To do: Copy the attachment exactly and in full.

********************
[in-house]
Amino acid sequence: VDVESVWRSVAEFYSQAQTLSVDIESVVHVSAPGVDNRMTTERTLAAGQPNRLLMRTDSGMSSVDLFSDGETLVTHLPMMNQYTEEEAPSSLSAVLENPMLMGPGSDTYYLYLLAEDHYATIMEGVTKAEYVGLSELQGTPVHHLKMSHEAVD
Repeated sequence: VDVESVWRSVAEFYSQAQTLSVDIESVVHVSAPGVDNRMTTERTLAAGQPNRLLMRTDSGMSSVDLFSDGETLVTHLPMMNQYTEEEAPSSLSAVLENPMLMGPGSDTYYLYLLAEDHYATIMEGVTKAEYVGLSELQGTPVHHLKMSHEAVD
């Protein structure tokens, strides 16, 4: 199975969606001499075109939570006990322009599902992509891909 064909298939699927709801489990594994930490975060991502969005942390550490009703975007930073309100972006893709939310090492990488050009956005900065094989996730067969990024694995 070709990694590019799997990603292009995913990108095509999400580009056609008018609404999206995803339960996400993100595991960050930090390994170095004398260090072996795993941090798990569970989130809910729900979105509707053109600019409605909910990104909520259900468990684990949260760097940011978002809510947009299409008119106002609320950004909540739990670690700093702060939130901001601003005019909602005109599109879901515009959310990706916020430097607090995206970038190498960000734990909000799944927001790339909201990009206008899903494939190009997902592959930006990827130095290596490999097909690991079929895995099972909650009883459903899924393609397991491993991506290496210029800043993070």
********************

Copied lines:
[in-house]
Amino acid sequence: VDVESVWRSVAEFYSQAQTLSVDIESVVHVSAPGVDNRMTTERTLAAGQPNRLLMRTDSGMSSVDLFSDGETLVTHLPMMNQYTEEEAPSSLSAVLENPMLMGPGSDTYYLYLLAEDHYATIMEGVTKAEYVGLSELQGTPVHHLKMSHEAVD
Repeated sequence: VDVESVWRSVAEFYSQAQTLSVDIESVVHVSAPGVDNRMTTERTLAAGQPNRLLMRTDSGMSSVDLFSDGETLVTHLPMMNQYTEEEAPSSLSAVLENPMLMGPGSDTYYLYLLAEDHYATIMEGVTKAEYVGLSELQGTPVHHLKMSHEAVD
């Protein structure tokens, strides 16, 4: 199975969606001499075109939570006990322009599902992509891909 064909298939699927709801489990594994930490975060991502969005942390550490009703975007930073309100972006893709939310090492990488050009956005900065094989996730067969990024694995 070709990694590019799997990603292009995913990108095509999400580009056609008018609404999206995803339960996400993100595991960050930090390994170095004398260090072996795993941090798990569970989130809910729900979105509707053109600019409605909910990104909520259900468990684990949260760097940011978002809510947009299409008119106002609320950004909540739990670690700093702060939130901001601003005019909602005109599109879901515009959310990706916020430097607090995206970038190498960000734990909000799944927001790339909201990009206008899903494939190009997902592959930006990827130095290596490999097909690991079929895995099972909650009883459903899924393609397991491993991506290496210029800043993070």